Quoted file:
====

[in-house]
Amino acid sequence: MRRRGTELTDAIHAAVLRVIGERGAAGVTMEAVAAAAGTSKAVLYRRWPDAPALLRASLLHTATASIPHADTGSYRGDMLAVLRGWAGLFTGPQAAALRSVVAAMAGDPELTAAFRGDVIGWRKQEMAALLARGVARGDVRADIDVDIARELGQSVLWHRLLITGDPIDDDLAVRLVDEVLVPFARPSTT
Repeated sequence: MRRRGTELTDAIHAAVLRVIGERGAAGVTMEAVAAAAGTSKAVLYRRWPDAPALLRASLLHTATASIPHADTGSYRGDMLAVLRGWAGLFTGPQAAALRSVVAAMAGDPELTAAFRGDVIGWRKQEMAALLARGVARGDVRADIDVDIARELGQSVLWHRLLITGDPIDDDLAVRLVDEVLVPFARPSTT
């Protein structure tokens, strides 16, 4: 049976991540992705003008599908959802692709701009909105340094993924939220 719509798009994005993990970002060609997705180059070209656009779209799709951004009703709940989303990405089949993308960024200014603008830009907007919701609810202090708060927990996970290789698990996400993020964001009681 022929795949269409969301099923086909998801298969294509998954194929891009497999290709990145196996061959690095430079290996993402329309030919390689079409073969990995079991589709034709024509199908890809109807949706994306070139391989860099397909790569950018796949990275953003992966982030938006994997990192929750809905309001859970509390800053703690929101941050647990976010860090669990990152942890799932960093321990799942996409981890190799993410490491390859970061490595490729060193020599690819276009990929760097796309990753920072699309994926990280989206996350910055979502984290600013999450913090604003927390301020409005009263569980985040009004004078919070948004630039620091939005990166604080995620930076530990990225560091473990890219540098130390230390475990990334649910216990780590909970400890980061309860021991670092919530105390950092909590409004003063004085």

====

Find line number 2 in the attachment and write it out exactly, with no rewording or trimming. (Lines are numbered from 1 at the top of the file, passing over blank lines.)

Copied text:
Amino acid sequence: MRRRGTELTDAIHAAVLRVIGERGAAGVTMEAVAAAAGTSKAVLYRRWPDAPALLRASLLHTATASIPHADTGSYRGDMLAVLRGWAGLFTGPQAAALRSVVAAMAGDPELTAAFRGDVIGWRKQEMAALLARGVARGDVRADIDVDIARELGQSVLWHRLLITGDPIDDDLAVRLVDEVLVPFARPSTT